Your GP should refer you to a doctor who specialises in diagnosing and treating the type of cancer you have. This may be a surgeon, a cancer specialist (oncologist) or another type of specialist, such as a doctor specialising in blood conditions (haematologist). You can ask them about their area of expertise.
Although tests can be uncomfortable, the healthcare staff looking after you should make you feel as comfortable as possible. You should be given information about the tests, including written information. This should be easy to understand and explain everything you want to know.
You will usually be given an appointment to come back and see your specialist, so that they can explain the results of your tests. They should use clear language and give you enough time to ask questions.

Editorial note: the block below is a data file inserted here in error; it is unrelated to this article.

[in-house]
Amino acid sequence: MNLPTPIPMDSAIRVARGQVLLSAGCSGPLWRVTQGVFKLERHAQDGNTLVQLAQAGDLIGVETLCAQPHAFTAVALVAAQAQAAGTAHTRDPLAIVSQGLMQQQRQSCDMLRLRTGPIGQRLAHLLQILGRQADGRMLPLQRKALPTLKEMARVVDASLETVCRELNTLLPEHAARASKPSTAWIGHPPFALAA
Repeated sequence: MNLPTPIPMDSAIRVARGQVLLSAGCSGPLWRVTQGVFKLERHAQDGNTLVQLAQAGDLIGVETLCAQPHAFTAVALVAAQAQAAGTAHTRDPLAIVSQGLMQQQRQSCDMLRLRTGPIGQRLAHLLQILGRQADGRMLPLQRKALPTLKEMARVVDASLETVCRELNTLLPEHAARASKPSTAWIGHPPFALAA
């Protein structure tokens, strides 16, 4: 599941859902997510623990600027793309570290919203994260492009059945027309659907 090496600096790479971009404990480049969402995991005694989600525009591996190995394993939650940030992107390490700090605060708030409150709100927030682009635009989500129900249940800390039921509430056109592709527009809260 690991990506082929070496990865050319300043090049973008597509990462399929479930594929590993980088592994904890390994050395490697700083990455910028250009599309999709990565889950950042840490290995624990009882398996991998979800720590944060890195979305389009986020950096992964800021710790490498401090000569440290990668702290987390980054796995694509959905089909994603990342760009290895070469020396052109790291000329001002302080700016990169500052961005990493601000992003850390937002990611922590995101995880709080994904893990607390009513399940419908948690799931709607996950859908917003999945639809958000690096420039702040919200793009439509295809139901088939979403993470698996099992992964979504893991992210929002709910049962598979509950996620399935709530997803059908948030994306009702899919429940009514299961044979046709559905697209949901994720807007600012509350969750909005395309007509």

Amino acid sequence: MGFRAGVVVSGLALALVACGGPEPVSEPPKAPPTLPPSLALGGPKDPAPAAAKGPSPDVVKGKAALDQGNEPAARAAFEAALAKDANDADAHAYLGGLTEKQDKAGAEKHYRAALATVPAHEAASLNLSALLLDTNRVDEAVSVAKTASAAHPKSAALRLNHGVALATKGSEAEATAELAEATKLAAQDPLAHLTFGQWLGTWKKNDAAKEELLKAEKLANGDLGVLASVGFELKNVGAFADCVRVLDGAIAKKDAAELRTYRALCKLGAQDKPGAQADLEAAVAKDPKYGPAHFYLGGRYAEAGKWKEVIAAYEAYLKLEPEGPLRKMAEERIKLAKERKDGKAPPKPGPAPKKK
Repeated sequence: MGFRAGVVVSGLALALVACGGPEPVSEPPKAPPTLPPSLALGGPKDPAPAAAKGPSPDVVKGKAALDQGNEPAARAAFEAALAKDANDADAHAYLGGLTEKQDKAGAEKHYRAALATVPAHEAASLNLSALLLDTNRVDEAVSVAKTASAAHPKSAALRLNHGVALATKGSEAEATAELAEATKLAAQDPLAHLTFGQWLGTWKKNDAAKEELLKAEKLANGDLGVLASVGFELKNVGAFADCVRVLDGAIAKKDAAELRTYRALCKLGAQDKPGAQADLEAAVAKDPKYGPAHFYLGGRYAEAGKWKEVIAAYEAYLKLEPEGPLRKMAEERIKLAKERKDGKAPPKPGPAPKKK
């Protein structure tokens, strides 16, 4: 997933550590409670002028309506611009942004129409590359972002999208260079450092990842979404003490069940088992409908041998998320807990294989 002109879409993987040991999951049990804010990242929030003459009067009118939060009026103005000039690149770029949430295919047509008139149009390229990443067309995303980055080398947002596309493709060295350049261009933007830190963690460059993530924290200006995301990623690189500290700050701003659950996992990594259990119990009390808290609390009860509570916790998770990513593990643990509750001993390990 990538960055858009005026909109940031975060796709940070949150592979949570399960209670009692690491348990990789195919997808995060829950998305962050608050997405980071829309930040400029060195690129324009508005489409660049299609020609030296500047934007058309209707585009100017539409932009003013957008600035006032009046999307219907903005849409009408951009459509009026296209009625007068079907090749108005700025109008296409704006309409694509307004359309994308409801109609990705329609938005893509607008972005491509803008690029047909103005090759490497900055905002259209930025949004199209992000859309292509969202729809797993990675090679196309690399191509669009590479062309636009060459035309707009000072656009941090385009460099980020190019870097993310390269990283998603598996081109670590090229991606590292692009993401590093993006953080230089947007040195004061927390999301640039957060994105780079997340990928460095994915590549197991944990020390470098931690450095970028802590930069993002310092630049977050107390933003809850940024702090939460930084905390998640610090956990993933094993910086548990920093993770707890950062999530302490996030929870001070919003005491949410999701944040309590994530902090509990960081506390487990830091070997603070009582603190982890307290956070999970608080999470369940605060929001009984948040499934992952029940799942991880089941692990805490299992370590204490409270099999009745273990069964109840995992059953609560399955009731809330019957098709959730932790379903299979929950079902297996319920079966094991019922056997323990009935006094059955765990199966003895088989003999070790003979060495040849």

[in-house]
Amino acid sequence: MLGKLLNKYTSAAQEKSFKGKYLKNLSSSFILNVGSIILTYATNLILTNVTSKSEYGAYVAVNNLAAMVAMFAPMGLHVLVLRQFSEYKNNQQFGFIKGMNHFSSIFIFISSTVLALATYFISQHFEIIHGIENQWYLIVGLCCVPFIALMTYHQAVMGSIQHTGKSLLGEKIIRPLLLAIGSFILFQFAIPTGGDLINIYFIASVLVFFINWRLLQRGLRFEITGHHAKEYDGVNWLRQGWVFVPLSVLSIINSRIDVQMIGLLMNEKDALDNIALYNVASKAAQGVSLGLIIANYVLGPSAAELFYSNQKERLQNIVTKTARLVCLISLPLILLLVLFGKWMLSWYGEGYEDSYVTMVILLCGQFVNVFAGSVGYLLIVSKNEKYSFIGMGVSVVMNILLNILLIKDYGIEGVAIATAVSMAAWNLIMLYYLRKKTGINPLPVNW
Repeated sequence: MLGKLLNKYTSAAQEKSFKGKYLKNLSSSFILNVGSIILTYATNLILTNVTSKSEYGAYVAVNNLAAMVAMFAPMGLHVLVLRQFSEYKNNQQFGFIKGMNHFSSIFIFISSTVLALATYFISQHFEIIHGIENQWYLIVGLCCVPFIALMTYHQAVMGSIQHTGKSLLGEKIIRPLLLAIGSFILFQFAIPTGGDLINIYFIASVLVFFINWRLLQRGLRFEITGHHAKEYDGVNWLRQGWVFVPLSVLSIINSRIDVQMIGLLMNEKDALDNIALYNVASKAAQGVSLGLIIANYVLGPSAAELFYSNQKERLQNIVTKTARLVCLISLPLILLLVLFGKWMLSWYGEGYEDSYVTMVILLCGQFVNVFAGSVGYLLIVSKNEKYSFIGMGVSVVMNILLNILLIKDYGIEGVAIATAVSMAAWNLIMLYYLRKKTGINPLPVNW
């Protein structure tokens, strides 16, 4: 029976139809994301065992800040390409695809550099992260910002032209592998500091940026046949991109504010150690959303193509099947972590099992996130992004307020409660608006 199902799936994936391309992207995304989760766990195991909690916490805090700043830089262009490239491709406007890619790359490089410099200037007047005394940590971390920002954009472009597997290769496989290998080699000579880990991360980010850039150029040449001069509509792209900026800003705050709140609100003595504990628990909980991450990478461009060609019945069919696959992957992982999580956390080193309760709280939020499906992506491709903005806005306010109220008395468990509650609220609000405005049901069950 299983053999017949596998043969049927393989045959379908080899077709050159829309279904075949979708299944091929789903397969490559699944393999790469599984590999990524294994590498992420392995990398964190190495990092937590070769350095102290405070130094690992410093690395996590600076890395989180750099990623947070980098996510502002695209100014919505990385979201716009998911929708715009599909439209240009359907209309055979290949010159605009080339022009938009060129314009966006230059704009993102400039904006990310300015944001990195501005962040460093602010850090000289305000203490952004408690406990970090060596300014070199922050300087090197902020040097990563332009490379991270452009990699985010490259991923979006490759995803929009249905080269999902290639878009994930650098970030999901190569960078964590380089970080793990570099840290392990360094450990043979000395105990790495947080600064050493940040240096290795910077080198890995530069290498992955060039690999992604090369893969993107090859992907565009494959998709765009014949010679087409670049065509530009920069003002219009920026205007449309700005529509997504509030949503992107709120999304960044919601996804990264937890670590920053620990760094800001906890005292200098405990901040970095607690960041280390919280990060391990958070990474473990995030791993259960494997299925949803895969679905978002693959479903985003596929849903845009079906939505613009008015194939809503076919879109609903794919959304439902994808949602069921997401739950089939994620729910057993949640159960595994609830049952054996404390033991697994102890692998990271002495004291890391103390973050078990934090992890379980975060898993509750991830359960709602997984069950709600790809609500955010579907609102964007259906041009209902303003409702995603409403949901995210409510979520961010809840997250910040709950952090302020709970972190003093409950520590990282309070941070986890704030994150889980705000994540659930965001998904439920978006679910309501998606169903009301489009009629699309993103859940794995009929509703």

You can also ask for a key worker or clinical nurse specialist to be there to help, although there is not always a specialist nurse for every situation. You can also bring someone with you when your diagnosis and treatment options are being discussed.
Here are some possible questions you could ask about being referred for tests:
- Why are you referring me to a specialist?
- Is the doctor I will be seeing a cancer specialist?
- When will I be seen? Are you referring me as urgent or non-urgent?
- When will I have the tests?
- What are the tests for and what will they involve?
- Will the person doing the test look after me while it is being done? Will they tell me what to expect?
- Who will give me the results and when?